Bayron argues that the Complaint is not clear as to whether the CS had already told agents about Bayron's December 2006 statements that she had been nervous when she was stopped upon her return from Atlanta, and that she was fortunate that she had been unable to purchase drugs there. It is clear from the facts and the timeline set forth in the Complaint, however, that the CS provided information to agents in December 2006 -- information that led to the stop and search of Bayron upon her return from Atlanta -- and also was in contact with agents in early February 2007 to setup the transaction that ultimately led to the arrests of Tavarez and Bayron. We therefore find it reasonable to assume that the CS had in fact communicated with agents sometime prior to February 3, 2007 regarding Bayron's statements in the aftermath of her December 2006 encounter with law enforcement officials.
Taken as a whole, it is this Court's view that law enforcement officials had sufficient information to determine that there was probable cause to arrest Bayron following the narcotics transaction between Tavarez and the CS on February 3, 2007.
iii. Bayron's Post-Arrest Statement
Bayron's only argument in support of her motion to suppress her post-arrest statement is that the statement was obtained subsequent to an arrest that was made without probable cause. Given that this Court has determined that there was probable cause to arrest Bayron, her motion to suppress her post-arrest statement is DENIED.
iv. Search of Bayron's Person and Vehicle
Law enforcement officials typically must obtain a search warrant based on probable cause before conducting any type of search. One traditional exception to the warrant requirement, however, is a search conducted pursuant to a lawful arrest; a search incident to a lawful arrest may include both a search of the person arrested and a search of the area within the control of that person. See United States v. Robinson, 414 U.S. 218, 224 (1973). Further, the Supreme Court has long maintained that "when a policeman has made a lawful custodial arrest of the occupant of an automobile, he may, as a contemporaneous incident of that arrest, search the passenger compartment of that automobile." New York v. Belton, 453 U.S. 454, 460 (1981). Further, in such situations, "the police may also examine the contents of any containers found within the passenger compartment.whether [the container] is open or closed." Id. at 460-61.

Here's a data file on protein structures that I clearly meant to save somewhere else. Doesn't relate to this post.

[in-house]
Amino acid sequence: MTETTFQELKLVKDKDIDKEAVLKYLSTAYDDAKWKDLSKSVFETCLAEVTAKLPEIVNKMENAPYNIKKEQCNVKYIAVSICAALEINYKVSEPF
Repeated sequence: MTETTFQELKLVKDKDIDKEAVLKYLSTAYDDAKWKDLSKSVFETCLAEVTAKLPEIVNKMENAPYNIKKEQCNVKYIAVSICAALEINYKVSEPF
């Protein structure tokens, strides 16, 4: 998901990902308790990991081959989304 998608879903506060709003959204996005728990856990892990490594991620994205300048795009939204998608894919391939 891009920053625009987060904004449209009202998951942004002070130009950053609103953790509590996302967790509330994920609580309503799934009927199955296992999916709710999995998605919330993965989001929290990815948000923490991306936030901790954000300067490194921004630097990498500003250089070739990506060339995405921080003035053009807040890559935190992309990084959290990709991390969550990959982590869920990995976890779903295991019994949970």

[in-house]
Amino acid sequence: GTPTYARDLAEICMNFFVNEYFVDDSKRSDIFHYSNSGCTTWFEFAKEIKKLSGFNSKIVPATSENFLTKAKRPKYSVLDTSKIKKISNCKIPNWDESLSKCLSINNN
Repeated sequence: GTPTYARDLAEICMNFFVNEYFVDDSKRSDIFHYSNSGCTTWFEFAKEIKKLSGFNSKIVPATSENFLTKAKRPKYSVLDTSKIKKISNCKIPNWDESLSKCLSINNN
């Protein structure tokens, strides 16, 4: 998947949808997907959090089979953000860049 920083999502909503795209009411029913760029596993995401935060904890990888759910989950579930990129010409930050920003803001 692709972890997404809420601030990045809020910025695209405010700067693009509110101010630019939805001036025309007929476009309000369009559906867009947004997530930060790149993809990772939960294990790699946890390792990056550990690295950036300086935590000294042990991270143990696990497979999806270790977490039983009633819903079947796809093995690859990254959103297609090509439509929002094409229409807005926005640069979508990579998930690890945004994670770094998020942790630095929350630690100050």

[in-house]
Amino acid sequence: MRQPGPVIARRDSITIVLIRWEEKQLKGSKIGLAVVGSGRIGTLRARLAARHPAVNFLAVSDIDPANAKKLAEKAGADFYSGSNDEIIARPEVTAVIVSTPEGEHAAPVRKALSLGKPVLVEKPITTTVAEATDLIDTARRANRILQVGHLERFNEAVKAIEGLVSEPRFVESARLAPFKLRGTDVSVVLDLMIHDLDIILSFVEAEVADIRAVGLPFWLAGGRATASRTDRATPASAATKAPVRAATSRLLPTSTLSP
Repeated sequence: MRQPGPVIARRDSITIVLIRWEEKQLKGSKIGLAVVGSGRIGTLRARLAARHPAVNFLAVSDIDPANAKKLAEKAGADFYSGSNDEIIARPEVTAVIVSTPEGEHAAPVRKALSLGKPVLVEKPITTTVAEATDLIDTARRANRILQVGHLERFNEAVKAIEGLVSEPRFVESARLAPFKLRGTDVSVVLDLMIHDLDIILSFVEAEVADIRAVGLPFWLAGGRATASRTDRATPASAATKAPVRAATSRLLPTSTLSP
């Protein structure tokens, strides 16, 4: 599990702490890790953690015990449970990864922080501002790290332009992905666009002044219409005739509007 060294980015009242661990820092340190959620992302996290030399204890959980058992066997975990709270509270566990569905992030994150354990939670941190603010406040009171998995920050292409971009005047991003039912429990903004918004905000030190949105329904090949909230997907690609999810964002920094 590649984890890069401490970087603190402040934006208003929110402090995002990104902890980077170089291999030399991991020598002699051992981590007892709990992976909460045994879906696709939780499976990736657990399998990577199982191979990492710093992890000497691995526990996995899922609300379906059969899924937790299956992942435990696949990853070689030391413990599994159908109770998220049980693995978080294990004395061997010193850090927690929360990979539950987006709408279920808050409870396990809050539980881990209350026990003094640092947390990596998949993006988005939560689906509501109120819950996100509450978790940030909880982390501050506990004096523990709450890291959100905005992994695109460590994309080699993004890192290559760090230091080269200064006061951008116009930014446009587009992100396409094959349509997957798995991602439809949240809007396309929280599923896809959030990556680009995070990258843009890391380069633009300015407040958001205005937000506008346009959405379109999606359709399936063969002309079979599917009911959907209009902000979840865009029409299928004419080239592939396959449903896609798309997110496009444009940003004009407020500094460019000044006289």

As described in section II(B)(ii) above, law enforcement officials had probable cause to arrest Bayron on February 3, 2007. Consequently, pursuant to Robinson and Belton, the officers were entitled to search Bayron's person and the passenger compartment of her vehicle at that time, incident to her lawful arrest. Bayron's motion to suppress the searches of her person and vehicle is therefore DENIED.
For the reasons stated above:
1. Bayron's request for production of any written record of her December 2006 statement that was recounted by the CS is DENIED. Further, to the extent that Bayron's motion seeks early production of Jencks Act or Giglio material, that motion is DENIED.
2. Bayron's motion for early disclosure of Rule 404(b) material is DENIED.
3. Bayron's motion for disclosure of information regarding the confidential informant is DENIED.